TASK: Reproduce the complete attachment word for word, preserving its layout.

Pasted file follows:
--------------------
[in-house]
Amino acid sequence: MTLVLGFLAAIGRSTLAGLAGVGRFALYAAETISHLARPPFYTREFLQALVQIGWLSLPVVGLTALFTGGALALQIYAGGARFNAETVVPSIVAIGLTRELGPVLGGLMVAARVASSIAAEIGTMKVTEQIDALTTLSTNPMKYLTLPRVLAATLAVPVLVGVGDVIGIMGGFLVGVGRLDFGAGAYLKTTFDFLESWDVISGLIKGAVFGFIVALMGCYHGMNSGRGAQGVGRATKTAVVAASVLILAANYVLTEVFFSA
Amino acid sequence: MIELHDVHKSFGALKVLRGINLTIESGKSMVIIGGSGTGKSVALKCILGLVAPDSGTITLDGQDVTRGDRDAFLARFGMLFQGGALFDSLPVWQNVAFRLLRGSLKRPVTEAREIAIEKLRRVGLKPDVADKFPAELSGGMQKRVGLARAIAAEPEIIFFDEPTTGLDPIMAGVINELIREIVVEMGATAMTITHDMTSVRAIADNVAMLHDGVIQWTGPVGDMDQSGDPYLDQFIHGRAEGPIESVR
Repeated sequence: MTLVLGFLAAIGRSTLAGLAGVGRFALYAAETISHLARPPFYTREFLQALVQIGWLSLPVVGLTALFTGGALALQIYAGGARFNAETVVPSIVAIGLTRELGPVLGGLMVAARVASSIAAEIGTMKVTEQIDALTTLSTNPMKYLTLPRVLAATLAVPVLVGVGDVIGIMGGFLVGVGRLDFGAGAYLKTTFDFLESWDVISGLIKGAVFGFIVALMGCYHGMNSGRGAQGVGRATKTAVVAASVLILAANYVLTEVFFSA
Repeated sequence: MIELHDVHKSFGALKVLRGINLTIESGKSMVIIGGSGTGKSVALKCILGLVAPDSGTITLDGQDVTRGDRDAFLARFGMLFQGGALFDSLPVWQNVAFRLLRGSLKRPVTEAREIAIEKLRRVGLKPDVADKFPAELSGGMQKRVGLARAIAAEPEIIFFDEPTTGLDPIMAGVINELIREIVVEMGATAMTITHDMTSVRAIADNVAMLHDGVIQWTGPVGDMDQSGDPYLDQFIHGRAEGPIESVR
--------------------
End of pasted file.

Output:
[in-house]
Amino acid sequence: MTLVLGFLAAIGRSTLAGLAGVGRFALYAAETISHLARPPFYTREFLQALVQIGWLSLPVVGLTALFTGGALALQIYAGGARFNAETVVPSIVAIGLTRELGPVLGGLMVAARVASSIAAEIGTMKVTEQIDALTTLSTNPMKYLTLPRVLAATLAVPVLVGVGDVIGIMGGFLVGVGRLDFGAGAYLKTTFDFLESWDVISGLIKGAVFGFIVALMGCYHGMNSGRGAQGVGRATKTAVVAASVLILAANYVLTEVFFSA
Amino acid sequence: MIELHDVHKSFGALKVLRGINLTIESGKSMVIIGGSGTGKSVALKCILGLVAPDSGTITLDGQDVTRGDRDAFLARFGMLFQGGALFDSLPVWQNVAFRLLRGSLKRPVTEAREIAIEKLRRVGLKPDVADKFPAELSGGMQKRVGLARAIAAEPEIIFFDEPTTGLDPIMAGVINELIREIVVEMGATAMTITHDMTSVRAIADNVAMLHDGVIQWTGPVGDMDQSGDPYLDQFIHGRAEGPIESVR
Repeated sequence: MTLVLGFLAAIGRSTLAGLAGVGRFALYAAETISHLARPPFYTREFLQALVQIGWLSLPVVGLTALFTGGALALQIYAGGARFNAETVVPSIVAIGLTRELGPVLGGLMVAARVASSIAAEIGTMKVTEQIDALTTLSTNPMKYLTLPRVLAATLAVPVLVGVGDVIGIMGGFLVGVGRLDFGAGAYLKTTFDFLESWDVISGLIKGAVFGFIVALMGCYHGMNSGRGAQGVGRATKTAVVAASVLILAANYVLTEVFFSA
Repeated sequence: MIELHDVHKSFGALKVLRGINLTIESGKSMVIIGGSGTGKSVALKCILGLVAPDSGTITLDGQDVTRGDRDAFLARFGMLFQGGALFDSLPVWQNVAFRLLRGSLKRPVTEAREIAIEKLRRVGLKPDVADKFPAELSGGMQKRVGLARAIAAEPEIIFFDEPTTGLDPIMAGVINELIREIVVEMGATAMTITHDMTSVRAIADNVAMLHDGVIQWTGPVGDMDQSGDPYLDQFIHGRAEGPIESVR